In Manicaland, opportunities exist in gold and diamond mining, as well as in diamond cutting and polishing.
Meanwhile, in Masvingo, mining of lithium, which is being undertaken by lithium producer Bikita Minerals, is highlighted, as well as tantalite, coal, iron-ore, gold, limestone and chrome. Opportunities in beneficiation and value addition are also noted.
Midlands presents investors with opportunities in prospecting for gold, coal, diamonds, granite and platinum. There is also potential to rehabilitate steelworks entity Zimbabwe Iron & Steel Company and ferrochrome producer Zimbabwe Alloys furnaces, as well as reopen the Shabanie asbestos mine.
In Mashonaland East, gold, black granite and limestone prospecting opportunities exist, as does potential to establish processing plants.
Further, Mashonaland Central is highlighted for its gold ore customer milling centres and chrome smelter prospects.
Exploration opportunities are noted in Mashonaland West, as are gold, chrome, platinum, copper, manganese and coal mining. Other prospects are presented by the beneficiation of gold, platinum, chrome, copper, nickel, manganese and coal.
Matabeleland North, where the Kamativi tin mine is opening, offers the prospecting and mining of various minerals, quarrying, gold deposits in the Bubi and Umguza districts, coke processing in Hwange and methane gas in Lupane. Lastly, opportunities exist to operate haulage trucks to ferry coal from Hwange.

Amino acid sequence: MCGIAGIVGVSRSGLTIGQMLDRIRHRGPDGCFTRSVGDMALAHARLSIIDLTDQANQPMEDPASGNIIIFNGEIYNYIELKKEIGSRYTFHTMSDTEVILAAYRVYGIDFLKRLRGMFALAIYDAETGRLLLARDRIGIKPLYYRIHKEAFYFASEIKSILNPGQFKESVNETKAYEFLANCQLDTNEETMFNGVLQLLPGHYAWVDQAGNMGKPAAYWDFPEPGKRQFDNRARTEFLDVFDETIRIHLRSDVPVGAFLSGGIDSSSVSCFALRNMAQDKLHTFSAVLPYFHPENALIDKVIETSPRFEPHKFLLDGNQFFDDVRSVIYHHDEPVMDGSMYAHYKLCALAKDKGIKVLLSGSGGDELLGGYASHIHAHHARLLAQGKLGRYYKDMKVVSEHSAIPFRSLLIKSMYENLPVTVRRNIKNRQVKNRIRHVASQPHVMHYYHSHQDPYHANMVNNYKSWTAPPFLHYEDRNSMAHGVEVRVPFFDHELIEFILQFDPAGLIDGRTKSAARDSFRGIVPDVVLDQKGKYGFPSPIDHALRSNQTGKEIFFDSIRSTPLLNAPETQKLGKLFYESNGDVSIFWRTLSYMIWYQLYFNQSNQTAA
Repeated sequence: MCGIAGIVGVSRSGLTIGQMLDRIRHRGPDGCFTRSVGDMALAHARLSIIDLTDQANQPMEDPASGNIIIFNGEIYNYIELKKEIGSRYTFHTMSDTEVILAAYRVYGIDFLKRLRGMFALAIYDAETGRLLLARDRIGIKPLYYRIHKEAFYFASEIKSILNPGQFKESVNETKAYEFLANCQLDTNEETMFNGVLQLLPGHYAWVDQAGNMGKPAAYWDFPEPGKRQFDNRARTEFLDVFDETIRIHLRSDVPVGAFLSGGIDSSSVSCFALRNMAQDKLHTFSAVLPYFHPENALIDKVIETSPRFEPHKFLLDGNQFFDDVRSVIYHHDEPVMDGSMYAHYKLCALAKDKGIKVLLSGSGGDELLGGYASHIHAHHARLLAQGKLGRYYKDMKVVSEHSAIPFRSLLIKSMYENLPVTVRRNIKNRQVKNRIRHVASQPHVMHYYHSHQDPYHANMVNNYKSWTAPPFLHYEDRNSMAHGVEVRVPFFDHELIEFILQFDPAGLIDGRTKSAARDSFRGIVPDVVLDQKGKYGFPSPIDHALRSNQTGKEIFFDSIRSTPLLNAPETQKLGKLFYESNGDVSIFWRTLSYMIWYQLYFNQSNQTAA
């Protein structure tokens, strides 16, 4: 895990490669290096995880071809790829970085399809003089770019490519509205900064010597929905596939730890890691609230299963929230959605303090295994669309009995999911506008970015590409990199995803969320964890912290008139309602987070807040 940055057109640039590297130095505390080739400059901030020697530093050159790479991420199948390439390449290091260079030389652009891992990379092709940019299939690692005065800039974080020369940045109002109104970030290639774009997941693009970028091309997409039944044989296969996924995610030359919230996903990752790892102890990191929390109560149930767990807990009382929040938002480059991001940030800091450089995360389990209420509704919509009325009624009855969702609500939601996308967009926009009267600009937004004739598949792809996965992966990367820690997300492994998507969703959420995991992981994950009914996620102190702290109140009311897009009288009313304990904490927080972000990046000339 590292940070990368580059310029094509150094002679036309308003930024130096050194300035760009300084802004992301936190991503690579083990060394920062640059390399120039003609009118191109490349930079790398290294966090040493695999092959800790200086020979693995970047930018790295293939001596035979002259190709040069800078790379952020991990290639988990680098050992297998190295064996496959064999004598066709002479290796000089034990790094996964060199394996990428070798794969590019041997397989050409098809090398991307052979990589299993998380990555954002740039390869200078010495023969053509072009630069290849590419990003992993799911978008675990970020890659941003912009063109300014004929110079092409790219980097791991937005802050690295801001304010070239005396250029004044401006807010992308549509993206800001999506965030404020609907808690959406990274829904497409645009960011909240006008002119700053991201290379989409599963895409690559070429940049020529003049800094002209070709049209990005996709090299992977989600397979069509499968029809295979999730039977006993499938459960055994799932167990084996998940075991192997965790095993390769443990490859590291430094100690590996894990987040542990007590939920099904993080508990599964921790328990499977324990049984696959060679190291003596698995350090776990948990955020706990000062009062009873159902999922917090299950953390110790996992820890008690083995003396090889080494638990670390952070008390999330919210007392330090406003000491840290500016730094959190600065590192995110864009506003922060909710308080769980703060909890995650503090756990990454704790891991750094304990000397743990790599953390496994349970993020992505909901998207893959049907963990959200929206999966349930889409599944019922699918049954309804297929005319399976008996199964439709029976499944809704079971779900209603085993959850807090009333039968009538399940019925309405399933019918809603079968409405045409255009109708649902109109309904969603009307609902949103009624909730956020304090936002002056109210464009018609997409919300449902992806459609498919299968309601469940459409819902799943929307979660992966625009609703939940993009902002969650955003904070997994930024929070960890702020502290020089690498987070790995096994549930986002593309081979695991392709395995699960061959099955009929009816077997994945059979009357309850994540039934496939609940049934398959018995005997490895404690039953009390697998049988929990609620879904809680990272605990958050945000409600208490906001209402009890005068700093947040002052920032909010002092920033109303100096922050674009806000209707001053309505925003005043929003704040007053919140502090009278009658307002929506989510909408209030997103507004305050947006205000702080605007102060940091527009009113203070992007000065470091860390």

Matabeleland South also has various mineral occurrences, some of which have not been explored. It also offers opportunities in gold with regard to resuscitating existing mines, prospecting and the establishment of new mines. Five of the sevens districts in Matabeleland South host gold deposits. There are also opportunities involving artisanal miners; if properly equipped and capacitated to remit communal share ownership trusts, indicates the handbook, noting lastly, the potential to create value-addition and beneficiation centres in the province.